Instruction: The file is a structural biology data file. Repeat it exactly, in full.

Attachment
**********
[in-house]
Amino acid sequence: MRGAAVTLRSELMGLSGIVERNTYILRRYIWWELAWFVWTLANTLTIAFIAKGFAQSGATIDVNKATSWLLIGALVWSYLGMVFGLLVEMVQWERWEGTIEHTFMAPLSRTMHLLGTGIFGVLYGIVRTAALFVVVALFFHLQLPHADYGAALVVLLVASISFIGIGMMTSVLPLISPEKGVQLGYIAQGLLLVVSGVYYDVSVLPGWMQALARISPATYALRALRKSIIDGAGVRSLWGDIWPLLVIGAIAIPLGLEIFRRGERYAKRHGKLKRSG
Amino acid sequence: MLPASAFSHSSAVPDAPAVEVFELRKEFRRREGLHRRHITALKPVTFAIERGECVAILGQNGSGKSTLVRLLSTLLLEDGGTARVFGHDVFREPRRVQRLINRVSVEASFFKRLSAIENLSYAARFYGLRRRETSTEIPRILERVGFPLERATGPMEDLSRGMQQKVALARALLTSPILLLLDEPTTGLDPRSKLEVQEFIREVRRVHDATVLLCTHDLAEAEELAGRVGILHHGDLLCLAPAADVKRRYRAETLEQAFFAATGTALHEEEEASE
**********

[in-house]
Amino acid sequence: MRGAAVTLRSELMGLSGIVERNTYILRRYIWWELAWFVWTLANTLTIAFIAKGFAQSGATIDVNKATSWLLIGALVWSYLGMVFGLLVEMVQWERWEGTIEHTFMAPLSRTMHLLGTGIFGVLYGIVRTAALFVVVALFFHLQLPHADYGAALVVLLVASISFIGIGMMTSVLPLISPEKGVQLGYIAQGLLLVVSGVYYDVSVLPGWMQALARISPATYALRALRKSIIDGAGVRSLWGDIWPLLVIGAIAIPLGLEIFRRGERYAKRHGKLKRSG
Amino acid sequence: MLPASAFSHSSAVPDAPAVEVFELRKEFRRREGLHRRHITALKPVTFAIERGECVAILGQNGSGKSTLVRLLSTLLLEDGGTARVFGHDVFREPRRVQRLINRVSVEASFFKRLSAIENLSYAARFYGLRRRETSTEIPRILERVGFPLERATGPMEDLSRGMQQKVALARALLTSPILLLLDEPTTGLDPRSKLEVQEFIREVRRVHDATVLLCTHDLAEAEELAGRVGILHHGDLLCLAPAADVKRRYRAETLEQAFFAATGTALHEEEEASE